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Revelation 1:7-8: I am the Alpha and the Omega

Tuesday, May 22, 2018

We continue to explore the definitions with which Jesus defines himself, looking for The Way to better follow his lead, seeking the Good Shepherd who guides and protects, searching for Vine so that we might be the Branches.

The Book of Revelation is full of apocryphal images that we struggle to understand without consulting a commentary. We may want to set aside a chunk of time to study this book since it is the culmination of the before, the now and the yet to come. It is the Word, written and brought to us by the Holy Spirit. It is the Word, Christ himself, both microcosm and macrocosm. It is the Word that is God, God the beginning and God the end, God who is all. With these verses, we come to know that there is nothing else but this triune God.

John 1:3: Through him God made all things; not one thing in all creation was made without him. (GNT)

The Apostle John tries to put into words all that he has experienced with the human and risen Jesus. Can we say that Christ is our beginning and end?

Isaiah 41:4: Who did this? Who made it happen?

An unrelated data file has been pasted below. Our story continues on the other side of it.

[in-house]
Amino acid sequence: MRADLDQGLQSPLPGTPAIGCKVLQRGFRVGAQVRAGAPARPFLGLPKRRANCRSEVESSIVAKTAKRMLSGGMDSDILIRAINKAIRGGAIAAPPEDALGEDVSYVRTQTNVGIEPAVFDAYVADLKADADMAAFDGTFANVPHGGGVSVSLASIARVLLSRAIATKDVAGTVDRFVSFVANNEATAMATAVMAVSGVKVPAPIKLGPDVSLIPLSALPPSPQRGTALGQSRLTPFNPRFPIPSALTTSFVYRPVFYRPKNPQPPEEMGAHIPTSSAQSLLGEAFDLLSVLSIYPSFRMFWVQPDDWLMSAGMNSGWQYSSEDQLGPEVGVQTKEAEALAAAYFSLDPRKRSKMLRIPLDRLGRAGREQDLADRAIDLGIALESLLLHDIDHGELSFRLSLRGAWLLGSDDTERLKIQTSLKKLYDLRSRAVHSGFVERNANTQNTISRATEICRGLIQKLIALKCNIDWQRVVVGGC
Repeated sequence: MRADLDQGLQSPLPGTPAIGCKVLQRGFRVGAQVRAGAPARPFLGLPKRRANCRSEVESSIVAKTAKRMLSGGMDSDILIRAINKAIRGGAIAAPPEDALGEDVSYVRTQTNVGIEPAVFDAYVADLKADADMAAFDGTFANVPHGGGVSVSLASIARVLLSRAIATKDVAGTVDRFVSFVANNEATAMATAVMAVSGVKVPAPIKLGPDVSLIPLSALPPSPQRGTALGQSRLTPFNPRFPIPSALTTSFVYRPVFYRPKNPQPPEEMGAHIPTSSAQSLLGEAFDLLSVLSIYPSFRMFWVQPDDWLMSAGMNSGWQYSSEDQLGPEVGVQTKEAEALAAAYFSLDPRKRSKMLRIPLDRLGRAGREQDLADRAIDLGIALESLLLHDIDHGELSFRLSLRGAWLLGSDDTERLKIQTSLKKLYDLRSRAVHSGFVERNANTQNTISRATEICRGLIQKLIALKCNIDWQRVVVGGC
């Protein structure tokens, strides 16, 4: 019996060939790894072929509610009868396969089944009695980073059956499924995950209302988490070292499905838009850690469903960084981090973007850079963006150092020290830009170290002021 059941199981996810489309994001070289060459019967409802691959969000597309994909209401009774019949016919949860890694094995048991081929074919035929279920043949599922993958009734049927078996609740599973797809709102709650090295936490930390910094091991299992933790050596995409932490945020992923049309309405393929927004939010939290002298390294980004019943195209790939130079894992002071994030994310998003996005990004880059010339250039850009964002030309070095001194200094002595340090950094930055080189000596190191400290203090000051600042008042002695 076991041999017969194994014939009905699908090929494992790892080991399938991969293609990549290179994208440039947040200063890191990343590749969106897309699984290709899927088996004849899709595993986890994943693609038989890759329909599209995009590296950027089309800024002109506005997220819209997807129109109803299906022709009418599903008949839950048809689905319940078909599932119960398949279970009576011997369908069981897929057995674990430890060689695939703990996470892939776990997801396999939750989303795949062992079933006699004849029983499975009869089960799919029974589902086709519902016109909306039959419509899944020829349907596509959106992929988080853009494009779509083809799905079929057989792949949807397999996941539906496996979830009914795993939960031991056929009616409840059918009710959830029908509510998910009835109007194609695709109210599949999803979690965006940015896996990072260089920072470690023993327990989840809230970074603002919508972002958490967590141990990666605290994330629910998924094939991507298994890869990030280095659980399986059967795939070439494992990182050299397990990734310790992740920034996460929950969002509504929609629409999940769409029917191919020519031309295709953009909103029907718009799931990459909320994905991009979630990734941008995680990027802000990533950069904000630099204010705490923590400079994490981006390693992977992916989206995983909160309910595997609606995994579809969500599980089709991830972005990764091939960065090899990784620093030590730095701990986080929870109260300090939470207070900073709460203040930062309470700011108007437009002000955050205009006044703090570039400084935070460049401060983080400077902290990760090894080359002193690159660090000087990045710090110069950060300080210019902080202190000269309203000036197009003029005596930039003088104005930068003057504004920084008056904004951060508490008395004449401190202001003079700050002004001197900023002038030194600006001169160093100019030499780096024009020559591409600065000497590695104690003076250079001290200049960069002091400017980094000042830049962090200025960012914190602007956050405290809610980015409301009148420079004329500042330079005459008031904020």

Who always gets things started?
I did. God. I’m first on the scene.
    I’m also the last to leave. (MSG)

The prophet Isaiah asks us how we understand God. Can we say that God is the source and goal of all we do?

Matthew 5:17: Don’t think that I have come to abolish the Torah or the Prophets. I have come not to abolish but to complete. (CJB)

The disciple Matthew records Jesus himself telling us that he is with us to fulfill rather than destroy. Can we say that we build up more than e tear down?

Revelation 22:13: I am the Alpha and the Omega, the first and the last, the beginning and the end. (NRSV)

Jesus himself describes to us how the first becomes last, and the last first. He becomes for us the parable described in Matthew 20:16. How do we order our days? How do we prioritize our hours? What do we do with the precious moments of time that God gives us?

Once we begin to open our lives to Christ, the true Revelation of how we embody God’s image becomes our own alpha and omega.


When we compare other translations of these words, we better see how we might be both first and last in Christ.

Click on the images to explore. 

Images from: http://www.stfrancisnyc.org/2014/08/alpha-and-omega/ and https://cost-of-discipleship.blogspot.com/2010/11/alpha-and-omega.html 


1 Kings 21: Naboth’s Vineyard

Monday, May 21, 2018

Near King Ahab’s palace in Jezreel there was a vineyard owned by a man named Naboth.

We know the goodness of the well-tended vineyard. The Master maintains a sturdy wall to protect the vines from those who would plunder the fruit of sun and soil. The crop flourishes under the caring hands of the workers who gather in the harvest in due time. Jesus uses the metaphor of the grapevine to explain to us the nature of our relationship with him; and yet, Jesus also knows the familiar story of how Naboth’s vineyard aroused envy and later fury in those who held power.